Optimistic

Anonymous said...

Optimistic in case you haven't noticed there are now 3 persons of color on the board and from everything I seen, read from or about Dir. Harris, she is overly committed to minority issues. What do have to say about that?


GHP

Anonymous said...

Describing a population as "ghetto" is hardly indicative of sensitivity in such matters. Of greater importance is how Director Harris votes and what she advocates for. To date she has not been supportive of Honors for all at Garfield or the pilot HCC pathway at Madison, both new efforts to expand opportunity.

Optimistic

Anonymous said...

@Optimistic,

Ok then we should see voting breaking 4-3 if what you say is true, but that's not happening. What do say then?

GHP

Anonymous said...

Let's just say Director Peters knows whom to flatter.

Optimistic

Anonymous said...

@Optimistic

I didn't interpret Director Harris' "ghetto" remarks as referring to the intended population of the school...it was, in my opinion, more of a reference to how the school would have been perceived if SPS had gone along with the original plan, which was to re-assign most of Lake City's children of color and children living into poverty into their own school at Cedar Park, where they would be housed within a sub-standard building interim building, with no library and maxed out with 8 unplumbed portables from day one.

Did you drink the kool-aid and truly believe that mitigation funds would magically appear to fund the construction of an appropriately-sized dedicated library at Cedar Park, put sinks in the portables, add bathroom stalls, and purchase new furniture (instead of using decades-old hand me downs from Olympic Hills), etc...? Although these types of improvements to Cedar Park were nominated by community members for BTAIV, they were not approved. Where would the funds have come from to make the educational environment for these kids anywhere near as equitable as what their former classmates would experience in the new Olympic Hills building?

-North-end Mom

Anonymous said...

I'm sorry but you just don't use such terminology. It's particularly offensive coming from a public official. There's no defending it. The fact that you have difficulty seeing this, well.......


Optimistic

Anonymous said...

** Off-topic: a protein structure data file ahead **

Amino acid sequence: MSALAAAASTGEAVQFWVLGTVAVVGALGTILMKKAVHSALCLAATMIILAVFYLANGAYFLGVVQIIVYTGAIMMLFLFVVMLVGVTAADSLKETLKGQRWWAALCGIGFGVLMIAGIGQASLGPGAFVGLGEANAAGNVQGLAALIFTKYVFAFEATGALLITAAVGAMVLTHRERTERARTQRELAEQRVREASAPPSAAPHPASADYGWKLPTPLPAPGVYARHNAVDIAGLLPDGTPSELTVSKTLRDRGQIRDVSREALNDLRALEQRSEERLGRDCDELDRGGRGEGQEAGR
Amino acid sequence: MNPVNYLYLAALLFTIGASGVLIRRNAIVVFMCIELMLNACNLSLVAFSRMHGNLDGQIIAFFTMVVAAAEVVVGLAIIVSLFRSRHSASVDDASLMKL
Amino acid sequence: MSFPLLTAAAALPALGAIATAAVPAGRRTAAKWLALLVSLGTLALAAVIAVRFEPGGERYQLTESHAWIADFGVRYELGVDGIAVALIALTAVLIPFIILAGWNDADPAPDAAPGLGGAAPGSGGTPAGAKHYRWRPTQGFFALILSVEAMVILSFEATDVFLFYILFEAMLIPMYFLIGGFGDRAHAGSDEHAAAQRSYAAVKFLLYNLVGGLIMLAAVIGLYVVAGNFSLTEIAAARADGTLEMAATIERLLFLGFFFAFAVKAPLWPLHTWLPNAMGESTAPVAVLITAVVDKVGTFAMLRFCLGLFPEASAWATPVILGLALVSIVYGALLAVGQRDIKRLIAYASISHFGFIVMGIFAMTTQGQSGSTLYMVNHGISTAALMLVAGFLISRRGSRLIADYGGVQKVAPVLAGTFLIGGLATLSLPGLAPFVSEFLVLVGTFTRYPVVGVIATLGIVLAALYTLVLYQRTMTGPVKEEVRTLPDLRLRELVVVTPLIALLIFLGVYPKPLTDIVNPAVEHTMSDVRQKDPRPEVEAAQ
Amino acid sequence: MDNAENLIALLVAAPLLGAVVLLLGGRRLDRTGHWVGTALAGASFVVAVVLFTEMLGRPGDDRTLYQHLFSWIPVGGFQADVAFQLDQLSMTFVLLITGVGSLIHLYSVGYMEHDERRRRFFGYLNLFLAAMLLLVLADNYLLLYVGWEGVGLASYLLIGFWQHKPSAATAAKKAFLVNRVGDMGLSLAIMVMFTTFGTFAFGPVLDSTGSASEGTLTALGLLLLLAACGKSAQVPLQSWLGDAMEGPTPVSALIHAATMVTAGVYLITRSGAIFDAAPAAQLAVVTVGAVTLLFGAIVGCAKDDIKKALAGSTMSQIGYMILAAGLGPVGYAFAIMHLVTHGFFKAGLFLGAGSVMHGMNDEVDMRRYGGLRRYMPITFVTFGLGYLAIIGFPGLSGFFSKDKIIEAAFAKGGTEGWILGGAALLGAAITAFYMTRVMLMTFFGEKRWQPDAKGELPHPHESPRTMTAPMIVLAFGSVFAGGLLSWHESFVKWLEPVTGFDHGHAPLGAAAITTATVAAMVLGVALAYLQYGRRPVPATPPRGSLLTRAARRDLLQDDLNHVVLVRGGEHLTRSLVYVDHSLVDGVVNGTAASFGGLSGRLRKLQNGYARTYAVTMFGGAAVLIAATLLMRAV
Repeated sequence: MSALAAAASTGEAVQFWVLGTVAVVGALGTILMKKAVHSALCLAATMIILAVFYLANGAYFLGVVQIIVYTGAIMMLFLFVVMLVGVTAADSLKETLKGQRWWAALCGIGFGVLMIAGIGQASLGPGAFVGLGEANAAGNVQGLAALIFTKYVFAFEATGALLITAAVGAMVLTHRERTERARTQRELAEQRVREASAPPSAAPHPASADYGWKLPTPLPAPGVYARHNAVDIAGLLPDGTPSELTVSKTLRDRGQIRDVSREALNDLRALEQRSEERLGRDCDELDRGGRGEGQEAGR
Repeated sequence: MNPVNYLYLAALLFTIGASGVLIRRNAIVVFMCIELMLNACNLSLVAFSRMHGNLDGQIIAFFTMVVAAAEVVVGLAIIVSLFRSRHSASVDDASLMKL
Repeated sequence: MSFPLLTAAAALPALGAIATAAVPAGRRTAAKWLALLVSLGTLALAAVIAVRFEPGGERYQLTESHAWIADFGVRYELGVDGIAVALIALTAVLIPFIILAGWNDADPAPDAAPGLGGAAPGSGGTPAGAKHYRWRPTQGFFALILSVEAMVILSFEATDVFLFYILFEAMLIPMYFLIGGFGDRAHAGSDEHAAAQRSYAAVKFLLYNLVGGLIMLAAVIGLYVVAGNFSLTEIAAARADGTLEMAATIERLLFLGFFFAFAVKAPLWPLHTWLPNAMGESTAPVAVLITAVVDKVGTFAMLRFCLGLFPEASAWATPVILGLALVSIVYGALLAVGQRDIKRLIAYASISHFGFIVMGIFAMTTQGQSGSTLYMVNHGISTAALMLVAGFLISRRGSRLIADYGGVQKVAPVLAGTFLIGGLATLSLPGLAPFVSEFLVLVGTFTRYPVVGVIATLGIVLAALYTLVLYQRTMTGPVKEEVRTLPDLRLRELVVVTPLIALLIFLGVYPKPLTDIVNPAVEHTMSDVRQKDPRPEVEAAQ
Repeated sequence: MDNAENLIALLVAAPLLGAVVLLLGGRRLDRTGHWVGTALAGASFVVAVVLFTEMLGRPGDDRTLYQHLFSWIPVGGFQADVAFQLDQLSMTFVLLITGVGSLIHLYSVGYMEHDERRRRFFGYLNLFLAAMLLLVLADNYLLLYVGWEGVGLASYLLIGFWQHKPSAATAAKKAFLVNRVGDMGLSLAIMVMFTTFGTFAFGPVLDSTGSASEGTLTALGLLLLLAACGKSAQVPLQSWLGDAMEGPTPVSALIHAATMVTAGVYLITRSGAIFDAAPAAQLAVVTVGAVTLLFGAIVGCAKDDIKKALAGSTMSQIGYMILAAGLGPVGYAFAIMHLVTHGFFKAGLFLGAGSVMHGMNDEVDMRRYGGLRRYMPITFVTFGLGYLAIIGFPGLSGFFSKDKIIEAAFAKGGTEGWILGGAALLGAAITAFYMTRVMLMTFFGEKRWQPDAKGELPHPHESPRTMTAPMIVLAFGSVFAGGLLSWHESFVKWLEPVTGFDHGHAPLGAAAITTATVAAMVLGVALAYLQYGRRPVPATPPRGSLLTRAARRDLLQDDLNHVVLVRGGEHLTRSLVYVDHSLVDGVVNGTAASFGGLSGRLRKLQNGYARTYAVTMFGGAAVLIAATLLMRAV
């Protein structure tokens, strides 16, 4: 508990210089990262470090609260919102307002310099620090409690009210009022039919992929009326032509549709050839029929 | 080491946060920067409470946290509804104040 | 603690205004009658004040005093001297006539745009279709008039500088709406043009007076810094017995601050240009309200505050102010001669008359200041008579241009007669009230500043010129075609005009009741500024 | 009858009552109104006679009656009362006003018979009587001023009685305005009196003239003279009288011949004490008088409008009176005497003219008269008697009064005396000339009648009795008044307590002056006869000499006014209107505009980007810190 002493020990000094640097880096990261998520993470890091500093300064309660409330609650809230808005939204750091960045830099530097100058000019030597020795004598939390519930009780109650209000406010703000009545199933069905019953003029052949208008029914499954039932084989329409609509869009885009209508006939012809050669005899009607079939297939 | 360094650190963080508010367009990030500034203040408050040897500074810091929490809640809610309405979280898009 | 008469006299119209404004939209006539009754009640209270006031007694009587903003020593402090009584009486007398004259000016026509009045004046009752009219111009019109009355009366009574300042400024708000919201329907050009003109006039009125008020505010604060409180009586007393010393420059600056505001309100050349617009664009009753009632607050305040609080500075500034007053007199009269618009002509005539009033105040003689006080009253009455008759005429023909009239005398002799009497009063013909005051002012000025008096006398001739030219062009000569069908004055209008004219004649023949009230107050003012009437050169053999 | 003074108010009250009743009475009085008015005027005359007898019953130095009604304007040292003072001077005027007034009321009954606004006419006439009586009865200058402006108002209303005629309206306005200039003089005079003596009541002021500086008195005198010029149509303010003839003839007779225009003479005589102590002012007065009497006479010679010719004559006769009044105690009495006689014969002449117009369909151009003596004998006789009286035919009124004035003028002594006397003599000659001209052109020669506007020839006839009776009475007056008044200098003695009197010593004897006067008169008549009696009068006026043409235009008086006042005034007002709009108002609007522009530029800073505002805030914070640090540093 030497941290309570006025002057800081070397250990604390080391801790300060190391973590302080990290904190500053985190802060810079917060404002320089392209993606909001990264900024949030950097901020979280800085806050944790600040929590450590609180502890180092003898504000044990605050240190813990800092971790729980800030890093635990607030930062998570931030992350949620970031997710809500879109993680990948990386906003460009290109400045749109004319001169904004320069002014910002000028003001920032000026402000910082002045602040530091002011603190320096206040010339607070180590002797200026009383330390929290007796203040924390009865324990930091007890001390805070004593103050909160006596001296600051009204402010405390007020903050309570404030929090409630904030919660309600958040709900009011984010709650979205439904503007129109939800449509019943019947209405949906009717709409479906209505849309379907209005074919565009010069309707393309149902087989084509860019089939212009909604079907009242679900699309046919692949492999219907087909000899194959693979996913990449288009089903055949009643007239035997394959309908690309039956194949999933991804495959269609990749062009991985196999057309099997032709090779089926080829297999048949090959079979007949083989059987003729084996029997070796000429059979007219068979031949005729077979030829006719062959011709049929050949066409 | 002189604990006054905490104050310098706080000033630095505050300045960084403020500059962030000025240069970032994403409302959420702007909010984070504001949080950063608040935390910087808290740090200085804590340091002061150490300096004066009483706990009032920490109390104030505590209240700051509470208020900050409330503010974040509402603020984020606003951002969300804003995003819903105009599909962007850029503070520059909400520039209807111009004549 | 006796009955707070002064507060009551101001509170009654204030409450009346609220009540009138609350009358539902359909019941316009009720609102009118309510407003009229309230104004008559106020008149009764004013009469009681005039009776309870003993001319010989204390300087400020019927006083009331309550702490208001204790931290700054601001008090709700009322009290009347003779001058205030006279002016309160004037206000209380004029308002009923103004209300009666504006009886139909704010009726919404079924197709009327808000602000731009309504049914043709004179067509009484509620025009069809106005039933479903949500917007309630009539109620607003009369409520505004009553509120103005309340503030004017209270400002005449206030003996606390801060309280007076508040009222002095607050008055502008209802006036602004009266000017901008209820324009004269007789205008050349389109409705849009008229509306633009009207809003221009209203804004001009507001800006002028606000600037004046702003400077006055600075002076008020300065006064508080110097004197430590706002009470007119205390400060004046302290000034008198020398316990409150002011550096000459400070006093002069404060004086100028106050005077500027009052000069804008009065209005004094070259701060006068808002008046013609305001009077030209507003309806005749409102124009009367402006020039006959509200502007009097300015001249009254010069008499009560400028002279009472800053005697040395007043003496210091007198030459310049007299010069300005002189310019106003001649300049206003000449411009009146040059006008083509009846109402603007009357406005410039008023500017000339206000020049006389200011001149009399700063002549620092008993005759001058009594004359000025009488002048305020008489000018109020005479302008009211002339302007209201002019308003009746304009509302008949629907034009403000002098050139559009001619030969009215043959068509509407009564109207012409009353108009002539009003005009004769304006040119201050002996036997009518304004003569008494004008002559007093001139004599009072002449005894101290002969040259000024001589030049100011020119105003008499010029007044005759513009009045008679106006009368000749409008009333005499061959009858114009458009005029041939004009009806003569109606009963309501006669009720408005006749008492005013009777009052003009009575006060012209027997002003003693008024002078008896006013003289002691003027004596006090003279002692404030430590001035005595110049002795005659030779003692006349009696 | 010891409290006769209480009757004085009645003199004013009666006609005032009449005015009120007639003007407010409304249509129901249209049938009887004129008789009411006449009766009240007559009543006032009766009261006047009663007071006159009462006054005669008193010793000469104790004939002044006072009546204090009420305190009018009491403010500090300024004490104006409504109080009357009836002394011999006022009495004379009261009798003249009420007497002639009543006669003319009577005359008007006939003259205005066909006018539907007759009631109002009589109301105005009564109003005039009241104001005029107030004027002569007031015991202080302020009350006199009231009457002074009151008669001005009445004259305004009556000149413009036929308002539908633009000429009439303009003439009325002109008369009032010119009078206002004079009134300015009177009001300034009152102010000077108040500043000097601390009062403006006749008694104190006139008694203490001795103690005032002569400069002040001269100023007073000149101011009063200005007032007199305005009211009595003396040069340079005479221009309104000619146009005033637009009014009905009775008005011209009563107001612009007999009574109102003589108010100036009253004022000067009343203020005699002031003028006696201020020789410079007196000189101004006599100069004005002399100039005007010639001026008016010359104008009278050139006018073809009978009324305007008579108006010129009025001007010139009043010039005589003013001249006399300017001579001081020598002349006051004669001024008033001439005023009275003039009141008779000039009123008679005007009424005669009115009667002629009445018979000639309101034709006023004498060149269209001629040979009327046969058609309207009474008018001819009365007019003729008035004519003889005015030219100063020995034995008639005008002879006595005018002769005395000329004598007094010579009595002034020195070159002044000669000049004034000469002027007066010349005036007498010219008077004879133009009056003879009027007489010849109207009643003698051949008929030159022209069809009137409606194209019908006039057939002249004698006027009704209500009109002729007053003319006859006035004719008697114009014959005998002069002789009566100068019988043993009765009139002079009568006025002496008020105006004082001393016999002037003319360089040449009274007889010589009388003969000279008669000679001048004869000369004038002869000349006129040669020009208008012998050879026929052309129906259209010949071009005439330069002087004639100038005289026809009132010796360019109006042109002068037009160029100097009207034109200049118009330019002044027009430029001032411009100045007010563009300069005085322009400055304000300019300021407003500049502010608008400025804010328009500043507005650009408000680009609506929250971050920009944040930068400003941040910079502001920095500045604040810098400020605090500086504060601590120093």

Well, thank goodness the horrific plan for Cedar Park was shut down. And we can all move on.

-Nort-end Mom

BLAMEford said...

Blanford is divisive. How can anyone not notice that the entire board has marginalized him and for good reason.

I've never seen Blanford put forth an amendment- not once. When it came to writing a resolution regarding SBAC- which disadvantages students of color- Blanford tried to shut down the conversation in committee. He was the chair of the committee at the time.

BLAMEford said...

Blanford has been disparaging his colleagues in public- for YEARS. At one point, I recall a story about Blanford publicly disparaging Patu- an English Language Learner and woman of color.

Anonymous said...

SBAC does not disadvantage students of color. Quite the opposite. It's an inclusion instrument.

Optimistic

seattle citizen said...

Optimistic, you write that we shouldn't use the word "ghetto" (although, of course, context is everything) which seems to suggest that you are mindful of language and ideas as they may be interpreted by others, particularly words and ideas that might be hurtful. Yet in the other thread you blithely dismiss the idea of the sacred land of indigenous people. Can you explain this apparent dichotomy? We must NOT use the word "ghetto," yet who cares if land is sacred? Are the ideas and beliefs of Native peoples to be dismissed, then?

And Director Peters "chose to reiterate her view that the district is composed of different learners as though difference was the most salient feature of education"?
Ummm, that IS a good thing, to recognize that individuals learn differently, right? Right? And that IS one of the "the most salient features of education," correct?
You think to recognize different sorts of learning is "divisive," then go onto chastise Director Harris for not supporting HCC at Madison? Which is it? Different sorts of learners need support, or they don't? What are you saying, exactly?

Oh, and on SBAC, jeez, where to start....nevermind.

Anonymous said...

I don't think there is any record of an agreement about "scared" ground in the amendment that dedicated space for Pinehurst at Lincoln. I don't know that there legally could be as it might violate the separation of church and state. I think bringing "sacred" into the discussion may not be the best way to create security for Licton Springs and that is why I prefer not to focus on that. I believe the issue of sacredness is outside the scope of public schools, except perhaps in the case of a major anthropological or other cultural discovery on school grounds. Hope that helps on that issue.